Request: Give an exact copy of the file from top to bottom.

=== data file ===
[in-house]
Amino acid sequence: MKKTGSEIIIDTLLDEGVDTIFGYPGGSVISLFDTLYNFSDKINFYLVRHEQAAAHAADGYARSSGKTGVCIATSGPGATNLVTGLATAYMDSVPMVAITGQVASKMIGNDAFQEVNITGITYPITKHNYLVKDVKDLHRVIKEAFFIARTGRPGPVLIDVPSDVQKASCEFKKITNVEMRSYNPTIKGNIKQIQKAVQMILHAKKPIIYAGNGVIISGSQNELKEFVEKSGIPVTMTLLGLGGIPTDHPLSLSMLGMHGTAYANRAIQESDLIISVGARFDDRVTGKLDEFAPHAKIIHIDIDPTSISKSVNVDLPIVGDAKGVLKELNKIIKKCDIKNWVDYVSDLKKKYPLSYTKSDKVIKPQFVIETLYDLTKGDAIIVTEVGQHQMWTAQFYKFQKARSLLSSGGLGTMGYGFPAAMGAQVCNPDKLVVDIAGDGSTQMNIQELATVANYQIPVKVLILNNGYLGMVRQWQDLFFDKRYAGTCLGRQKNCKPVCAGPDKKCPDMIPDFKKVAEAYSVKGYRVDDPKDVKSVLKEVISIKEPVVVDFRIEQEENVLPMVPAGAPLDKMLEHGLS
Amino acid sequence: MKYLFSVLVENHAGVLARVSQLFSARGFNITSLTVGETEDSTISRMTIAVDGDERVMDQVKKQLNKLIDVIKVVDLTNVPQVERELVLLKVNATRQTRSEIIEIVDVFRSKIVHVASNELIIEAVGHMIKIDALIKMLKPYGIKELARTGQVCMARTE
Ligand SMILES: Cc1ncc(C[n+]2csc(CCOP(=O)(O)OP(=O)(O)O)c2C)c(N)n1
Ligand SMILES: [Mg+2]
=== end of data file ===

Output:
[in-house]
Amino acid sequence: MKKTGSEIIIDTLLDEGVDTIFGYPGGSVISLFDTLYNFSDKINFYLVRHEQAAAHAADGYARSSGKTGVCIATSGPGATNLVTGLATAYMDSVPMVAITGQVASKMIGNDAFQEVNITGITYPITKHNYLVKDVKDLHRVIKEAFFIARTGRPGPVLIDVPSDVQKASCEFKKITNVEMRSYNPTIKGNIKQIQKAVQMILHAKKPIIYAGNGVIISGSQNELKEFVEKSGIPVTMTLLGLGGIPTDHPLSLSMLGMHGTAYANRAIQESDLIISVGARFDDRVTGKLDEFAPHAKIIHIDIDPTSISKSVNVDLPIVGDAKGVLKELNKIIKKCDIKNWVDYVSDLKKKYPLSYTKSDKVIKPQFVIETLYDLTKGDAIIVTEVGQHQMWTAQFYKFQKARSLLSSGGLGTMGYGFPAAMGAQVCNPDKLVVDIAGDGSTQMNIQELATVANYQIPVKVLILNNGYLGMVRQWQDLFFDKRYAGTCLGRQKNCKPVCAGPDKKCPDMIPDFKKVAEAYSVKGYRVDDPKDVKSVLKEVISIKEPVVVDFRIEQEENVLPMVPAGAPLDKMLEHGLS
Amino acid sequence: MKYLFSVLVENHAGVLARVSQLFSARGFNITSLTVGETEDSTISRMTIAVDGDERVMDQVKKQLNKLIDVIKVVDLTNVPQVERELVLLKVNATRQTRSEIIEIVDVFRSKIVHVASNELIIEAVGHMIKIDALIKMLKPYGIKELARTGQVCMARTE
Ligand SMILES: Cc1ncc(C[n+]2csc(CCOP(=O)(O)OP(=O)(O)O)c2C)c(N)n1
Ligand SMILES: [Mg+2]